Silvery white scales on the head, especially on the vertex.
Clypeus with white silvery scales.
Palpi silvery white at tips.
Scutum with lyre-shaped silvery scale ornamentation.
Mid-femur with white longitudinal stripe from base to tip.
Hind tarsi with conspicuous white basal rings on 1–4 segments.
5th segment of hind tarsi entirely white.
Aedes (Ochlerotatus) caspius: (Plate II)
White upright scales on the vertex.
Clypeus pale brown.
Palpi with light and dark scales.
Proboscis dark at the tip but light in the middle and at the base.
Scutum golden or fawn colored scales with narrow dorso-central stripes of white scales.
Tarsomeres with rings of pale scales.
Hind tarsomeres with both basal and apical pale rings.
Wings with white and dark scales. Base of costa mostly dark scales, vein ‘R’ with dark and pale white scales.
Abdominal terga with median pale stripes, sometimes entirely pale scales.
Aedes (Aedimorphus) vexans var. arabiensis: (Plate III)
Vertex with yellowish scales.
Palpi brown with pale scales at tips.
Plurae with many white or creamy scales.
Wings with dark scales.
Tarsi speckled with narrow basal pale rings.
Aedes (Aedimorphus) vittatus: (Plate IV)
Silvery white scales on the narrow vertex.
Clypeus with white silvery scales.
Palpi with silvery white tips.
Wings with mainly narrow scales on all veins.
Scutum with three pairs of small round silvery white spots.
Tibiae are dark in color each with white spots and white sub basal white band.
Tarsomeres 1–4 with white bands; fifth tarsomere is fully white.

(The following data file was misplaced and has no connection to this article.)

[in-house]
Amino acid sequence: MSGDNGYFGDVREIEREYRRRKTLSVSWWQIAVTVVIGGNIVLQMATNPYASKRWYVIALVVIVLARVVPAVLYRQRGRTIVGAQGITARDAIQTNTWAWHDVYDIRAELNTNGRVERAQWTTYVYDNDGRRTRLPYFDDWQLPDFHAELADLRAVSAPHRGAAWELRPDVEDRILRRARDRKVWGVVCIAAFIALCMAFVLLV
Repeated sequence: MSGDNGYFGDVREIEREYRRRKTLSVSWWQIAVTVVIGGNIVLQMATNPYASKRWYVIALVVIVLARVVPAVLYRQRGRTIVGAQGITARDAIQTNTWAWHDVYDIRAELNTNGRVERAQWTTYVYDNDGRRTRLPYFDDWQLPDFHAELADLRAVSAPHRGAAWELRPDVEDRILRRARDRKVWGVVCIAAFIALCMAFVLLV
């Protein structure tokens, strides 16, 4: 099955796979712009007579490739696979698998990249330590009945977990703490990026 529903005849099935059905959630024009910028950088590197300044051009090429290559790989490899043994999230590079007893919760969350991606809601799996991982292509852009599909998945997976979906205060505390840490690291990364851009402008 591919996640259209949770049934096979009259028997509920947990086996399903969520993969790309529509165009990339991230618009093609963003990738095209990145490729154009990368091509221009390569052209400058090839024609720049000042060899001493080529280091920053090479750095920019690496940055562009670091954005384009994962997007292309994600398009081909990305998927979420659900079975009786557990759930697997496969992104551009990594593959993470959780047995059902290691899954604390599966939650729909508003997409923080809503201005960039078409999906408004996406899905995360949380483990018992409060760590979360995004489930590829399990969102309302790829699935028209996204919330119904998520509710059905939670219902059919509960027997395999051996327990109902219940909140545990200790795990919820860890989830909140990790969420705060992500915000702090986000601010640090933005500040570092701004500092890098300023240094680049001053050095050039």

Keys to the adult Aedes female mosquitoe species of Western Saudi Arabia
1. Clypeus with white scales, mid femur with an anterior white stripe from base to tip; scutum with lyre-shaped silvery scale aegypti
- Clypeus without scales (except A. vittatus), scutum with other markmarkings 2
2. Scutum with three pairs of small, round, white spots; each femora with preapical white ring. Tibiae dark in color, each with white sub-basal band vittatus
- Otherwise marked 3
3. Scutum with golden or fawn color scales with narrow darso-central stripes of white scales. Hind tarsomeres with both basal and apical rings, fifth hind tarsal segment pale, wings with white and dark scales caspius
- Scutum with out darso-central white Stripes 4
4. Hind tarsi with pale rings confind to bases of segments, fifth hind tarsal segment wholly dark. Abdominal terga without median pale stripes vaxans vr. Arabiensis
The authors thank Dr. Hani M. Aburas, The Mayor of Jeddah Municipality, who inspired us to conduct this research. We are grateful to Mr. Fahad Al Duqsi and Mr. Fahad Alzhrani for providing the facilities to carry out this work in the laboratory. We are also thankful to all our colleagues and friends for extending their cooperation and help during this work.